(OCEAN CONSERVATION/SHARKS) This week kicks off Discovery Channel’s most anticipated summer staple, Shark Week. Referred to as “the Super Bowl of the sea,” Shark Week is the longest-running cable TV programming event in history and a feeding frenzy in terms of ratings.
But while Shark Week is good for the Discovery Channel, many are asking: Is it good for sharks?
“For shark conservation to gain traction, we need a supportive public,” which may be harder to come by “if people are constantly being exposed to images that portray sharks as violent and dangerous,” according to Suzannah Evans, a doctoral student in science communication at the University of North Carolina at Chapel Hill.
In 2014, three people were killed by sharks worldwide. However, as many as 273 million sharks are killed by humans each year from recreational fishing, habitat loss, pollution, bycatching, and perhaps most prominently, shark finning.
“Shark Week provides access to audiences who are interested in sharks, yet the image of sharks presented by the Discovery Channel emphasizes their potential violence over their declining numbers,” Evans and co-author Jessica Gall Myrick explain in “Do PSAs Take a Bite Out of Shark Week? The Effects of Juxtaposing Environmental Messages With Violent Images of Shark Attacks.”
There’s no denying that sharks are in dire need of protection as they’re populations continue to decline–placing them among the most threatened marine life on Earth, with some species even facing extinction.
It’s clear that humans are much more of a threat to sharks than they are to us. Scroll below to learn the brutal truth about shark attacks versus shark finning. — Global Animal
Bite-sized Facts About Sharks
- Sharks have been around for 400 million years
- Pre-dating dinosaurs and even trees!
- They have had little need to evolve
- A testament to just how effective their anatomical make-up is.
- There are over 400 types of shark
- 500 known species if you include those that are extinct.
- Sharks vary widely in size
- From the 8 inch pygmy lantern shark, right up to the 60ft whale shark.
- Despite their negative portrayal in media and film, shark attacks are extremely rare
- You’re more likely to be crushed by a falling vending machine, or be struck by lightning.
- Shark anatomy is fairly consistent across the species
- But each have their own unique features.
- Sharks have skeletons made up of cartilage rather than bone
- Cartilage is more durable and lighter than bone, helping the shark save energy.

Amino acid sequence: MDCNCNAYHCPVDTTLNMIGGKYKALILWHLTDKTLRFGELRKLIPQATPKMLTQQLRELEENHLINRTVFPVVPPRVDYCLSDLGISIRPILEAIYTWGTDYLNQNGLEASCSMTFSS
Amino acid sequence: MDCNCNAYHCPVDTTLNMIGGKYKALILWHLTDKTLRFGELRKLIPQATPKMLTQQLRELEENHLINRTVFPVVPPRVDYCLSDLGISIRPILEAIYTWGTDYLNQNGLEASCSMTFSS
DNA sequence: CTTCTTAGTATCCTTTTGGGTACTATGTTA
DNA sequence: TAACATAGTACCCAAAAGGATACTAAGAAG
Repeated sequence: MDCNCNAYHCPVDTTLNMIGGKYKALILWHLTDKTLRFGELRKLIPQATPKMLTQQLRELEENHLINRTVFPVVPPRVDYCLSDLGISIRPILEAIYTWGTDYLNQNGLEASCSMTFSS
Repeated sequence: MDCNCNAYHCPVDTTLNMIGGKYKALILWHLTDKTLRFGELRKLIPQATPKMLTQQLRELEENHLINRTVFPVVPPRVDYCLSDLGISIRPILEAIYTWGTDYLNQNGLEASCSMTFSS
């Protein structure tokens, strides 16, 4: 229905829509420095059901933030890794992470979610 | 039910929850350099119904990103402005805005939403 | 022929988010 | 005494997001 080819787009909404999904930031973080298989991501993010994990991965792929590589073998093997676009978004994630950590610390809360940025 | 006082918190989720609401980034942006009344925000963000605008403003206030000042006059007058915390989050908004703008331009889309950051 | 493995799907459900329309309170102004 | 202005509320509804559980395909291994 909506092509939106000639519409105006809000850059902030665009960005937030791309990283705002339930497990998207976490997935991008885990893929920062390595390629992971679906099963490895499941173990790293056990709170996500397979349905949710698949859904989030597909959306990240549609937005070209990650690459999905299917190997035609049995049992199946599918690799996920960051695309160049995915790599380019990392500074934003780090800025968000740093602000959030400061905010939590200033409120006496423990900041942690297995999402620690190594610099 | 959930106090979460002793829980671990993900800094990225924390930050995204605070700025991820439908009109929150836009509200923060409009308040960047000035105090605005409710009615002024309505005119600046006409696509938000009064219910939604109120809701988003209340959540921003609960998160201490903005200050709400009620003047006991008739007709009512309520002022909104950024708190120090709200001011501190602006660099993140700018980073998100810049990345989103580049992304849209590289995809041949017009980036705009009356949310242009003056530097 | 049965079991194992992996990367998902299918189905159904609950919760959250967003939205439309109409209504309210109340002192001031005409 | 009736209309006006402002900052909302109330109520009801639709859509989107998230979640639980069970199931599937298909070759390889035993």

- Unlike most fish, sharks don’t have a gas-filled swim bladder
- Instead, they have an oil filled liver that offers buoyancy, using this in conjunction with forward movement to control vertical position.
- The jaws of sharks are not attached to their skull
- They move separately , allowing them to thrust forward and latch onto prey.
- The surface of a shark’s jaws have extra support called ‘tesserae’
- These tiny hexagonal plates are made up of calcium salt deposits, giving cartilage more strength.
- Shark’s may have up to 3,000 teeth at one time
- They are fully embedded into the gums, with shape and size varying depending on their purpose.
- Sharks continuously grow multiple rows of teeth
- When a shark breaks or loses a tooth, a new one moves forward to replace it, much like a conveyor belt.
- It’s estimated that some sharks may lose 30,000 or more teeth in their lifetime!
- Tooth replacement rates vary from several days to several months.
- Most sharks have 8 rigid fins
- A pair of pectoral fins, a pair of pelvic fins, one or two dorsal fins, an anal fin and a caudal fin (tail).
- All sharks are carnivorous
- Ranging from small bivalves and crustaceans, to seals and even other sharks.
- Sharks can be found in all seas
- They generally avoid fresh water with the exception of some species, and are commonly found to a depth of 2,000 meters.
- Not all sharks are solitary
- Many sharks a very social, hunting in packs or congregating in large numbers during breeding.
- Sharks need to keep moving in order to breathe
- Some species have evolved to remain stationary, resting on the sea bed and pumping water over their gills.
- Sharks never enter a true state of sleep
- Some species are able to ‘sleep swim’, as their swimming is coordinated by their spinal cord as opposed to their brain.
- Sharks can detect blood at one part per million
- They can even determine the direction of a particular scent based on the time it takes to reach one nostril compared to the other.
- Sharks have keen eyesight
- As well as their acute smell, sharks have great eyesight even in dimly lit environments. This is due to a mirror like layer in the back of the eye called the tapetum lucidum (the same found in cats).
- Sharks have ears
- Located within a small opening on each side of their head. Sound travels faster in water, and sharks rely on sound heavily.
- Sharks can detect electricity
- Sharks have electroreceptor organs called ‘ampullae of Lorenzini’, and they use this to detect electromagnetic fields which all living creatures emit.
- Most sharks live 20-30 years
- Maturing slowly and reaching a reproductive age anywhere from 12 to 15 years
- Sharks are a k-selected species
- This means they produce a small number of larger, more developed young, as opposed to a mass number of under developed young.